Student documentary filmmaker receives fellowship to produce film in South Africa
Meja Shoba is a recipient of one of four 2011 Fulbright-mtvU awards
Published: Wednesday, March 07, 2012
"I believe the two things that bring people together and help them understand one another are music and sport."
It was a little more than 10 years ago that Meja Shoba, a first-year graduate student in film production at UCLA, was spending her weekends holed up in a movie theater in Oakland watching the latest releases and feverishly penning her thoughts.
At just 13, she dreamt of following in the footsteps of Gene Siskel or Roger Ebert.
"I'd watch three or four movies a day and just write about them," she recalled. "I had this really thick notebook. I'd watch the movie, go get a newspaper, get the clipping of the review, paste it in my notebook and write my own review. I was always really into movies, but I thought I'd end up reviewing them."
Although she expected her path to go one way, her journey instead followed a different route, and she is now studying writing and filmmaking in the master's program at UCLA's School of Theater, Film and Television. And at the end of March, Shoba, now 25, will take her vision and talent to South Africa — the country where she lived for several years as a child — to take on an exciting new role as a Fulbright–mtvU Fellow. The program is a partnership between mtvU, MTV's 24-hour college network, and the U.S. Department of State's Fulbright Program.
For nine months, Shoba will go behind the scenes as a documentary filmmaker, exploring how youth use local kwaito music as a vehicle to renegotiate their cultural identity in liberated, post-apartheid South Africa. Kwaito is a fusion of house music and African beats and lyrics that emerged in Johannesburg during the 1990s. She will collaborate with local filmmakers, deejays, kwaito artists and elder musicians to illustrate how music reflects and articulates South Africa's political transition and social climate.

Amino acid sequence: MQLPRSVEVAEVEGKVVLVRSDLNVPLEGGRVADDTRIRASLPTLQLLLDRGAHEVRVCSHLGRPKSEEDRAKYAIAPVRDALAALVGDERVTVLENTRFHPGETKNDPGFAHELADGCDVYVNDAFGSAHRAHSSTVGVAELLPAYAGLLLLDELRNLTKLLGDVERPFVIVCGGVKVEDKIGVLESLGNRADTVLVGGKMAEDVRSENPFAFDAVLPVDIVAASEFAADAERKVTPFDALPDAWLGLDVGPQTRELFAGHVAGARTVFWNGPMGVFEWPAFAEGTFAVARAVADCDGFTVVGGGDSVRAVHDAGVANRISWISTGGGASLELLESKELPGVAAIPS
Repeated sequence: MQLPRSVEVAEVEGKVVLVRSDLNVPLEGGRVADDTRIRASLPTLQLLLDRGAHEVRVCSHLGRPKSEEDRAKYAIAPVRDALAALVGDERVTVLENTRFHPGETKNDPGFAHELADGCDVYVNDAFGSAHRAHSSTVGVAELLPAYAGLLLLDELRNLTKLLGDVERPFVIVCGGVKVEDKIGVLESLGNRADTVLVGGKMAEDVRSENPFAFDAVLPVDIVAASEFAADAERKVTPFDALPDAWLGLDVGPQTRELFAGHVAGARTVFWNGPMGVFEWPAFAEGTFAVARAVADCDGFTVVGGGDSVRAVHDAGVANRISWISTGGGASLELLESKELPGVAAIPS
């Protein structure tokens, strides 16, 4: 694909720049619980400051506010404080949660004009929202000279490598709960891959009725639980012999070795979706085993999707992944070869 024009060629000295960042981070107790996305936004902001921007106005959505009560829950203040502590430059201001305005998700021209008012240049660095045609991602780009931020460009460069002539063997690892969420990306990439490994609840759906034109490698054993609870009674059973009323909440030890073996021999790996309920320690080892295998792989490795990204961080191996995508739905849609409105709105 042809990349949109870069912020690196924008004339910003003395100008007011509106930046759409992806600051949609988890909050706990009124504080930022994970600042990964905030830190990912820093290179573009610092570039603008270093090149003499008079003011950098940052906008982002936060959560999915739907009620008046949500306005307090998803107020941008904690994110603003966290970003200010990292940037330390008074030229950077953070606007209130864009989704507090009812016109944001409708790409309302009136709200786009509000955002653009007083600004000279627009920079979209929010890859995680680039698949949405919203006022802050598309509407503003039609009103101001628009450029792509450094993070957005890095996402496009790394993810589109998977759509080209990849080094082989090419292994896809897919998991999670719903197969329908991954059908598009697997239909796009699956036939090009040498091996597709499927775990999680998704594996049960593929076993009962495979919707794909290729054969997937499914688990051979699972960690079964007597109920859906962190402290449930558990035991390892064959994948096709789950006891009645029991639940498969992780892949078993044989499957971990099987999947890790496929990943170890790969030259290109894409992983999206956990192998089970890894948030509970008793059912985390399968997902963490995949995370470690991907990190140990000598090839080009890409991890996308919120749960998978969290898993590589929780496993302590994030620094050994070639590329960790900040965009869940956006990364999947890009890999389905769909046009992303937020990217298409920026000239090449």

"I believe the two things that bring people together and help them understand one another are music and sport," said Shoba, who speaks Sotho and Zulu, two of South Africa's 11 official languages. "I think music helps in terms of cultural communication, because you get a taste of what's going on in a different country."
Her subject matter was inspired by a trip to South Africa to visit her grandfather in December 2010. There, she spoke with some of the young people she met about how they consume American media and culture and how they view their role in contemporary South Africa. Through these conversations, she noticed there seemed to be a "gap" — young pople, unlike older generations, placed a lot of value on American culture and symbols of success and didn't seem to have a lot of interest in their own culture, language, tradition and history. Having lived in South Africa as a child, Shoba found this surprising and disappointing.
"In producing my documentary, I want there to be complete honesty," she said. "I really want to capture the story of music through the personal experiences of both youth and the musicians they listen to. And in exploring these stories, I hope to uncover what music reveals about the state of the country and the generational chasm that is happening. I want to make a film that shares a story from a South African voice, perspective and experience."
The Fulbright–mtvU Fellowship program, established in 2007, promotes the power of music as a global force for mutual understanding. Four recipients are selected each year.
Shoba is the second UCLA student to have received the award during its five-year history. In 2009, Michael Silvers, a doctoral student in ethnomusicology, received funding to travel to Brazil to study the relationship between the culture of forró, a kind of popular dance music, and the climate and environment of northeastern Brazil.
Read a Q&A with Meja Shoba. For more information on her film, visit Shoba's Fulbright-mtvU blog.